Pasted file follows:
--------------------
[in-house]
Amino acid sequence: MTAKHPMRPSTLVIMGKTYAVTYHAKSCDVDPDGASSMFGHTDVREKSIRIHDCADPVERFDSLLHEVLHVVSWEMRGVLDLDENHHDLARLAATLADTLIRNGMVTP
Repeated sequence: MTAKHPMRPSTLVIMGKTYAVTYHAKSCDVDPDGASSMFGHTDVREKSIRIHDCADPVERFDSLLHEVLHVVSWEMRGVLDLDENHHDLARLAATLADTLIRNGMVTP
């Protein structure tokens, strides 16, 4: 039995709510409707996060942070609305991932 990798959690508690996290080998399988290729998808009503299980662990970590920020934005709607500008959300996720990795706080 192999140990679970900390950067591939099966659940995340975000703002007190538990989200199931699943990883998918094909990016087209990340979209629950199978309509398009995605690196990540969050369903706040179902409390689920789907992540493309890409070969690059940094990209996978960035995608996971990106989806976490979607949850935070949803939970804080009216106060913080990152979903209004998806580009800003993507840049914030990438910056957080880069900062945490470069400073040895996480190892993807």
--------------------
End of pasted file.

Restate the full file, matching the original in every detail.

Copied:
[in-house]
Amino acid sequence: MTAKHPMRPSTLVIMGKTYAVTYHAKSCDVDPDGASSMFGHTDVREKSIRIHDCADPVERFDSLLHEVLHVVSWEMRGVLDLDENHHDLARLAATLADTLIRNGMVTP
Repeated sequence: MTAKHPMRPSTLVIMGKTYAVTYHAKSCDVDPDGASSMFGHTDVREKSIRIHDCADPVERFDSLLHEVLHVVSWEMRGVLDLDENHHDLARLAATLADTLIRNGMVTP
């Protein structure tokens, strides 16, 4: 039995709510409707996060942070609305991932 990798959690508690996290080998399988290729998808009503299980662990970590920020934005709607500008959300996720990795706080 192999140990679970900390950067591939099966659940995340975000703002007190538990989200199931699943990883998918094909990016087209990340979209629950199978309509398009995605690196990540969050369903706040179902409390689920789907992540493309890409070969690059940094990209996978960035995608996971990106989806976490979607949850935070949803939970804080009216106060913080990152979903209004998806580009800003993507840049914030990438910056957080880069900062945490470069400073040895996480190892993807």